- The Washington Times - Thursday, March 21, 2002

ORLANDO, Fla. It has been a remarkable climb to power for Marty Hurney. Fifteen years ago, he was covering the Washington Redskins for The Washington Times. Today he's the general manager of the Carolina Panthers.
"I never thought about doing something like this when I was covering the Redskins, but I've always enjoyed being around football," said Hurney, 46, who began his NFL career as a Redskins public relations assistant in 1988. "When I came off the beat after the 1987 season, I didn't know what I was going to do and then Mr. [Jack Kent] Cooke [the late Redskins owner] called me and asked if I wanted to work for the team. It was probably at the urging of [then-Redskins GM] Bobby Beathard."
Beathard wasn't the only one to spot something different about Hurney.
"Marty always had the ability to look at the bigger picture," said Vito Stellino of the Florida Times-Union, who used to compete against Hurney while with the Baltimore Sun.
And once Hurney was wearing team colors, he never looked back. He remained with the Redskins public relations staff until 1991, when Beathard after a two-year stint at NBC became San Diego's GM. Like fellow former newspaperman-turned-GM Ernie Accorsi of the New York Giants and Baltimore coach Brian Billick, a one-time public relations guy for San Francisco, Hurney worked his way up the NFL ladder.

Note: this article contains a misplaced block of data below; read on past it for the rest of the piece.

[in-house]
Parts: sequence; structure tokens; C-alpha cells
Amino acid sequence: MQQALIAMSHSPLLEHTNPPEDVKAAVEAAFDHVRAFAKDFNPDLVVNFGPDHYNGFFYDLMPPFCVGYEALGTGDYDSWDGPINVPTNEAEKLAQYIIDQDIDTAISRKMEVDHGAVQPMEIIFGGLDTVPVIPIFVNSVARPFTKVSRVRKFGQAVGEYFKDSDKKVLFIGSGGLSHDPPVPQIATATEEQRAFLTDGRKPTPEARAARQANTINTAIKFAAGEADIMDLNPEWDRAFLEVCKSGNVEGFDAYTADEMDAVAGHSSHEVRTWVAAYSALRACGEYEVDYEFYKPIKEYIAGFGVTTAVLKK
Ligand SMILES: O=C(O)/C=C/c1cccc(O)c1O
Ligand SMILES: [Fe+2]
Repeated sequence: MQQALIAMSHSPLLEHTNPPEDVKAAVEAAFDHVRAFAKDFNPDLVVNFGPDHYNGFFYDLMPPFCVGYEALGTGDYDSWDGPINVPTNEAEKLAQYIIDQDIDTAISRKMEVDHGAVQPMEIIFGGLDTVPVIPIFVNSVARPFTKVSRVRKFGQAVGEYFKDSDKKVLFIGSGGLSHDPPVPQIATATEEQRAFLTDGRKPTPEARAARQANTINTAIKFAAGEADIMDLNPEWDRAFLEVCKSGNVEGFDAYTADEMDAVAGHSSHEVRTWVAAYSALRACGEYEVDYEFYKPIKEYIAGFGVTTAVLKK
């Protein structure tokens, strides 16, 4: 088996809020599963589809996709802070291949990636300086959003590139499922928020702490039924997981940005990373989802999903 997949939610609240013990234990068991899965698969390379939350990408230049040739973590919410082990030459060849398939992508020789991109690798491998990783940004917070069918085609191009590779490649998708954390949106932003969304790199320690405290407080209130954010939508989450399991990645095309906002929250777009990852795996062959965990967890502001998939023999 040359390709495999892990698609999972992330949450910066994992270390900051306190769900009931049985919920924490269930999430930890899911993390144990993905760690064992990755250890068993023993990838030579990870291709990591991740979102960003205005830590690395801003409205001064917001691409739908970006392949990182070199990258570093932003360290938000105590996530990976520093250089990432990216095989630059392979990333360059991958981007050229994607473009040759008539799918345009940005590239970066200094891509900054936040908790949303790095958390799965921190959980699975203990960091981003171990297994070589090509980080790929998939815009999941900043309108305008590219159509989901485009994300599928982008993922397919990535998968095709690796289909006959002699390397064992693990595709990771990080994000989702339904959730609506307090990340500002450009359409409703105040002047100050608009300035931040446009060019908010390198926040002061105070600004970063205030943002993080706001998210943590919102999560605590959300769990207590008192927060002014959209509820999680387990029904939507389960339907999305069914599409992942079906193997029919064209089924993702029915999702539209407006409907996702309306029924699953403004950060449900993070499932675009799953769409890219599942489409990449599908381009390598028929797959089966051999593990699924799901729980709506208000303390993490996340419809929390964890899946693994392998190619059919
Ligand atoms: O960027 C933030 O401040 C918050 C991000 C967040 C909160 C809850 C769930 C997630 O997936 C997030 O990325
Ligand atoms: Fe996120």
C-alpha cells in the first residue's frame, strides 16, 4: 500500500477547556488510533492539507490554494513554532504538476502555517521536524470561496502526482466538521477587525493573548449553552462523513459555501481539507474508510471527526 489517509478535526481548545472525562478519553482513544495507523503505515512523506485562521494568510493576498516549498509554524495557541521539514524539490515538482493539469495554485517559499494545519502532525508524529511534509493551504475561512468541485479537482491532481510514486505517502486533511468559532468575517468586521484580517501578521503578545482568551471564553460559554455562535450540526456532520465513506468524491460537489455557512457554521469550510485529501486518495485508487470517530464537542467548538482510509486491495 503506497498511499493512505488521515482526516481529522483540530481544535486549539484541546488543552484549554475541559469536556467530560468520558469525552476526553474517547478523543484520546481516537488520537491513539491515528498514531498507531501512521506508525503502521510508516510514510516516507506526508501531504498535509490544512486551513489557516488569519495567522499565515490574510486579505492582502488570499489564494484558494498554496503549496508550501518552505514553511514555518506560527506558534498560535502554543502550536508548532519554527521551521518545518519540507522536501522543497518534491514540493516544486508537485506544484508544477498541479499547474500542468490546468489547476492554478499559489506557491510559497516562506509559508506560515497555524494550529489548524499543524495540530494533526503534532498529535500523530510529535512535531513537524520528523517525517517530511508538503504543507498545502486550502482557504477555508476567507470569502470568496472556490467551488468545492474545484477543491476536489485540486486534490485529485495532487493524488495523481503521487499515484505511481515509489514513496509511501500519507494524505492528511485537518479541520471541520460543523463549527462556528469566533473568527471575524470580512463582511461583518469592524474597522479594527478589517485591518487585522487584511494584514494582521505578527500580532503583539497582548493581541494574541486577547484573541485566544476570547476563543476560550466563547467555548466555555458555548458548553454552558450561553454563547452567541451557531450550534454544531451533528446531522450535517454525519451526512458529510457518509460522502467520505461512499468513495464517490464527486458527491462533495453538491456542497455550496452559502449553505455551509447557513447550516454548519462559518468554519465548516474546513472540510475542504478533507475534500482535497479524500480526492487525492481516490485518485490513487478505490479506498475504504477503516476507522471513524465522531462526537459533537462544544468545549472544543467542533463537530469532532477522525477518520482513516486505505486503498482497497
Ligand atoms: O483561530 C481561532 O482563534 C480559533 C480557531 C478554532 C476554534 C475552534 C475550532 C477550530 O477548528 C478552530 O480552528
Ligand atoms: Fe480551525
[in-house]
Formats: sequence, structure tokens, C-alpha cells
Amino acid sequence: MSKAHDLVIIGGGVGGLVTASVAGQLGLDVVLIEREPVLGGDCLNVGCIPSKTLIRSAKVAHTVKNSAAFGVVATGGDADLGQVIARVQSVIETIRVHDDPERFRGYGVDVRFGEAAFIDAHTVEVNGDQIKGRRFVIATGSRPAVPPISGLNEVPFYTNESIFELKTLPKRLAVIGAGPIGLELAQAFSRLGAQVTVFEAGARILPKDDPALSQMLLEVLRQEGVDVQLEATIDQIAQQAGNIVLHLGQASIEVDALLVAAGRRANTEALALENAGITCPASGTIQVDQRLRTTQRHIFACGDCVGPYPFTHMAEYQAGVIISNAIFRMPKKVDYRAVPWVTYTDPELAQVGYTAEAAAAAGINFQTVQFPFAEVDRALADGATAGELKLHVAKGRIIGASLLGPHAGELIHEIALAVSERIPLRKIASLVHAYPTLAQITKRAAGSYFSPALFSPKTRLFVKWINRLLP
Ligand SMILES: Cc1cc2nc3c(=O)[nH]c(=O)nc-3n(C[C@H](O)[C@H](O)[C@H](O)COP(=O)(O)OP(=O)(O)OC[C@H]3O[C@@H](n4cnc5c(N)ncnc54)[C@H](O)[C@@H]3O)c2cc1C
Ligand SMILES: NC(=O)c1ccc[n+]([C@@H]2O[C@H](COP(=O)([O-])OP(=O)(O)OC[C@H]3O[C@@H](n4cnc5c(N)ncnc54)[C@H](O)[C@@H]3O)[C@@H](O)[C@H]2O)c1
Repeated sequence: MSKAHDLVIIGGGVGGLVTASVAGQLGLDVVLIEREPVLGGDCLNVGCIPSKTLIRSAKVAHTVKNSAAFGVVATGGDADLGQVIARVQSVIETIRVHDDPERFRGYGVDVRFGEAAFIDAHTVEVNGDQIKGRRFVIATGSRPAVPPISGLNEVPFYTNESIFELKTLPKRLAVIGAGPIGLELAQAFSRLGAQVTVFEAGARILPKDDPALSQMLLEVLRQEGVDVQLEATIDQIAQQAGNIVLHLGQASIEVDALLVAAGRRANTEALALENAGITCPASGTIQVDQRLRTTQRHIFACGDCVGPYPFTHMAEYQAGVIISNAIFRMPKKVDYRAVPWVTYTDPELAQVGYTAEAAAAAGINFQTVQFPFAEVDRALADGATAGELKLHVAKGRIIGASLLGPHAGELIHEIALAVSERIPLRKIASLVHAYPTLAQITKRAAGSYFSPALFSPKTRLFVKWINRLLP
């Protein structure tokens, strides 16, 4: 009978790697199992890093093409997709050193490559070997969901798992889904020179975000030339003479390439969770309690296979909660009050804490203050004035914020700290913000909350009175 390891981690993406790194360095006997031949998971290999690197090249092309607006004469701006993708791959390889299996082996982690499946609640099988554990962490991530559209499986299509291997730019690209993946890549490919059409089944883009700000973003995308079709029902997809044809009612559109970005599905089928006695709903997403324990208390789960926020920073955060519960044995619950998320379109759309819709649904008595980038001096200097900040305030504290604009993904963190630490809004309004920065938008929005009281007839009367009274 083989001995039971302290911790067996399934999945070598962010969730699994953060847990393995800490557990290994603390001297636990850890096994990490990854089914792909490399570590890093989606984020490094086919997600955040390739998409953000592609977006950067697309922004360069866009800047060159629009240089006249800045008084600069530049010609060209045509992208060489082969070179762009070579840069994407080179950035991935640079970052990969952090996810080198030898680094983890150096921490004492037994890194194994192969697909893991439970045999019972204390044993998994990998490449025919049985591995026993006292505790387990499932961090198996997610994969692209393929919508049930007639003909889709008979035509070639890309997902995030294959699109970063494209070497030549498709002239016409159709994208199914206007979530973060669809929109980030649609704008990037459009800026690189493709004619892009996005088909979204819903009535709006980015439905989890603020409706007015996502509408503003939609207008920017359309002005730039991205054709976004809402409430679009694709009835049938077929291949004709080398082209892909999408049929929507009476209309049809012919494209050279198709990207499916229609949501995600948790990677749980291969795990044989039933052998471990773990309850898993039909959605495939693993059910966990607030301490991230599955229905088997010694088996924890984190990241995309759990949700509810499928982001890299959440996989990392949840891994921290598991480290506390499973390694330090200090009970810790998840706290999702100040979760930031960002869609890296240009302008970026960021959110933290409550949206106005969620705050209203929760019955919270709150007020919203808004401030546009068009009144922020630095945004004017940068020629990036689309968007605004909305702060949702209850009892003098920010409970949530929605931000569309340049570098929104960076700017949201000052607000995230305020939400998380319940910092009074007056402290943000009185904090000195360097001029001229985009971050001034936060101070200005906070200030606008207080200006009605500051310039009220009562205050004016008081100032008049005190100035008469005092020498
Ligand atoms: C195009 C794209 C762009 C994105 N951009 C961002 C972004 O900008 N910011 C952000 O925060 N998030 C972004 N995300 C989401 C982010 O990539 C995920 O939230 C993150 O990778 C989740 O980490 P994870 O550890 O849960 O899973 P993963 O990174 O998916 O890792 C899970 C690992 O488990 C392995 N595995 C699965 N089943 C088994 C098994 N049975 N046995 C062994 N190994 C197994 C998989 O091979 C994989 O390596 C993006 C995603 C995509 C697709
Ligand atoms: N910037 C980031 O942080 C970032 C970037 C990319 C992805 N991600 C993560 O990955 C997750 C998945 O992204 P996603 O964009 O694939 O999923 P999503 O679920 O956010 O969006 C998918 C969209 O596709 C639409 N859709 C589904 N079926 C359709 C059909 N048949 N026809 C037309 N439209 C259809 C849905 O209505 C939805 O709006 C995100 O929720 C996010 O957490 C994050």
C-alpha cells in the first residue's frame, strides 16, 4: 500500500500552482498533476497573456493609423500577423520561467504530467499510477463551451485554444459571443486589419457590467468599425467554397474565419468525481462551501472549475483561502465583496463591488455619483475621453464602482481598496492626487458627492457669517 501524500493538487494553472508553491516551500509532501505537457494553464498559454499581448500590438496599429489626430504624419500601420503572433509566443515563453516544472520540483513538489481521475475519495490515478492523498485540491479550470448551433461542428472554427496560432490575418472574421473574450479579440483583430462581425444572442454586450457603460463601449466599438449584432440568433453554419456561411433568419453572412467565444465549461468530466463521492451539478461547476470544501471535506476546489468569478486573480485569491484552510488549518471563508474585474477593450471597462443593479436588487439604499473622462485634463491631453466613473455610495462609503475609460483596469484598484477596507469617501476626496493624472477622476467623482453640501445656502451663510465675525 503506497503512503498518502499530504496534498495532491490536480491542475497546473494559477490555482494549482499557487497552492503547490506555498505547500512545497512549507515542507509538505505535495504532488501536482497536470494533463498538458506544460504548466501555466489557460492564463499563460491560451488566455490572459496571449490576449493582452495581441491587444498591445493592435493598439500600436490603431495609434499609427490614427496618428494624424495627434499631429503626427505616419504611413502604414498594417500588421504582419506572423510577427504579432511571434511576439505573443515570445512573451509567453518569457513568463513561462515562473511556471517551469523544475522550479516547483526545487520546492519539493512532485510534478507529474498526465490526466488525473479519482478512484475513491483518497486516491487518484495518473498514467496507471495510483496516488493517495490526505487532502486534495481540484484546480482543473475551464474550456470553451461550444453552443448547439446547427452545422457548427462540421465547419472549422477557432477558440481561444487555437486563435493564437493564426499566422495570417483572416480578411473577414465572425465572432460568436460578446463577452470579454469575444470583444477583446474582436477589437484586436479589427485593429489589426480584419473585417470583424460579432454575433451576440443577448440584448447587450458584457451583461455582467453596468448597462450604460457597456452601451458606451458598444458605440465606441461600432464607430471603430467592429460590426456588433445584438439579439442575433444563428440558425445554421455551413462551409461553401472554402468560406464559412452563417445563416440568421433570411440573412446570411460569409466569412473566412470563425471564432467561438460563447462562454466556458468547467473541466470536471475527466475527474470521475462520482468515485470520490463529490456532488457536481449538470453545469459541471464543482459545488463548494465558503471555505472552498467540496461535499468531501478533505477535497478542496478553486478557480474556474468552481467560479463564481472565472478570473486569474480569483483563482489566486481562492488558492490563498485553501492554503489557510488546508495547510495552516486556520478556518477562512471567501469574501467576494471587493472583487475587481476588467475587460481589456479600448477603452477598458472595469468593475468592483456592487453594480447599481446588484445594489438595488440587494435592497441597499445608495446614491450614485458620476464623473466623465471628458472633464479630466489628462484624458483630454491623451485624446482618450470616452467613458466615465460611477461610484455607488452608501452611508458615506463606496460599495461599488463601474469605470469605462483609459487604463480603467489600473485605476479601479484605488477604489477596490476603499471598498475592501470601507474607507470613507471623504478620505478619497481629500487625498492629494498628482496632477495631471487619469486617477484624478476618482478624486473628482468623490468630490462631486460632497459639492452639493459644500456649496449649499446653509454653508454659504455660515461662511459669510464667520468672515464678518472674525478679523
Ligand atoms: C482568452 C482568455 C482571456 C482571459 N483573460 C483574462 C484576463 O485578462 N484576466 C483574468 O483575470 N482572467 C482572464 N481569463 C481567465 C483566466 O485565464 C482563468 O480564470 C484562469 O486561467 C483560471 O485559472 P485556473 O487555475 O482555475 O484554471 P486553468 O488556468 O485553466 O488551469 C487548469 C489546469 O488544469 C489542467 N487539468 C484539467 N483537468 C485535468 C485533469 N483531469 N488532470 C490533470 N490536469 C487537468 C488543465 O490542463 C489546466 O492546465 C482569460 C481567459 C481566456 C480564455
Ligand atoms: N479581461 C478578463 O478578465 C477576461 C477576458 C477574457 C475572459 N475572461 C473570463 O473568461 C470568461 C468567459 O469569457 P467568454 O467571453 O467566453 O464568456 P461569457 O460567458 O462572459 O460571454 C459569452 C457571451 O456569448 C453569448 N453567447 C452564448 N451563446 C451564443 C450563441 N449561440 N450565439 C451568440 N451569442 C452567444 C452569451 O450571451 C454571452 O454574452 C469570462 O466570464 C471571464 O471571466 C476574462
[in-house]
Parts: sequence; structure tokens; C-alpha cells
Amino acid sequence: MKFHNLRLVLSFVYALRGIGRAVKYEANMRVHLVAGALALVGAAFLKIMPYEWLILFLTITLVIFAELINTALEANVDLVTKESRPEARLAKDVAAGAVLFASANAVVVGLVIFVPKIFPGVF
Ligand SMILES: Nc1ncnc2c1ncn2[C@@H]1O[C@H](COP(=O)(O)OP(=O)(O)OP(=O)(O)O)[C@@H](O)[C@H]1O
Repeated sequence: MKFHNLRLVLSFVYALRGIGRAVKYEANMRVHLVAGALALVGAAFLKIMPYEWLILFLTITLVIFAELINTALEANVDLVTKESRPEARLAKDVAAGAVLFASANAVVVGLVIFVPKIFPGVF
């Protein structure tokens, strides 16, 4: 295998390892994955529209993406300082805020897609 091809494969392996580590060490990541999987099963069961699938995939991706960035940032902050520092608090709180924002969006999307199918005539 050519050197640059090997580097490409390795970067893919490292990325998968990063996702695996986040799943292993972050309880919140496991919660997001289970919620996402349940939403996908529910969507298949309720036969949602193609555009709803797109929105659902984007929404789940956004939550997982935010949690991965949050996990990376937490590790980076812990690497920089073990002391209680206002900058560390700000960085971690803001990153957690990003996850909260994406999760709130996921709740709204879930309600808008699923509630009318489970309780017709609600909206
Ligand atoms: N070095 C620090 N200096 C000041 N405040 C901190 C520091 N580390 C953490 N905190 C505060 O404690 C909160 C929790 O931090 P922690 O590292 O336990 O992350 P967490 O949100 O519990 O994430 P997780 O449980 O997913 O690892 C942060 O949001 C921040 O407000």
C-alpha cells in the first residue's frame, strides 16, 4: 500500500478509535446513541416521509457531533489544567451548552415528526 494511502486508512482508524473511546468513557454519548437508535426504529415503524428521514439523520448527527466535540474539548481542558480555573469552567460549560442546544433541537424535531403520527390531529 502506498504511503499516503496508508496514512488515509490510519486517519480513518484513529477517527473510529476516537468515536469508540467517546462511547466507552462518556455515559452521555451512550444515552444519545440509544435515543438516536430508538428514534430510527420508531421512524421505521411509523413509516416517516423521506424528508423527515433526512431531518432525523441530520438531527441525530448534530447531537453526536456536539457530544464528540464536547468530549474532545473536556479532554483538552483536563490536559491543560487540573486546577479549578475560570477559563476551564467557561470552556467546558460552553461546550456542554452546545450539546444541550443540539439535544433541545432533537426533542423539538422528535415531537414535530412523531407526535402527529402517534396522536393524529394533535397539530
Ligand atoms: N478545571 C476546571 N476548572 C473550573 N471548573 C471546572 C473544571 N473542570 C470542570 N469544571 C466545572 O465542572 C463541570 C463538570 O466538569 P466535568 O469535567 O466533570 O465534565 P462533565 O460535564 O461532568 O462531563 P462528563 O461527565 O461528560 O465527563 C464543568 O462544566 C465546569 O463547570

Hurney's first job with the Chargers was as Beathard's right-hand man. When the salary cap was imposed in 1994, Hurney became the team's numbers cruncher and also began to negotiate some player contracts.
In 1998, the Wheaton native was looking to move back East and was hired by Carolina to be its cap guru. He gradually assumed more responsibilities although never getting involved in scouting or player evaluation until this winter following the firing of coach George Seifert. Hurney was instrumental in the hiring of new coach John Fox and now oversees all aspects of the organization.
"Marty becoming the GM didn't surprise me because I've been around him in a different capacity the last four years," said Panthers public relations director Charlie Dayton, Hurney's former boss in Washington. "And we had stayed in touch when he was in San Diego as he kept gaining more responsibility. It would probably be different if Marty had been covering us six months ago and was now the GM. Our relationship has changed, but what hasn't changed is that Marty is such a good person."
Hurney said his new title isn't that big a deal since he had been performing many of the GM's duties already, adding, "I haven't done anything. We haven't won a game yet."
Carolina lost its final 15 games last season and is a major reclamation project, but maybe one day Hurney will be running a Super Bowl participant instead of covering one. After all it was just 14 months ago that Billick's Ravens beat Accorsi's Giants for the Super Bowl title.

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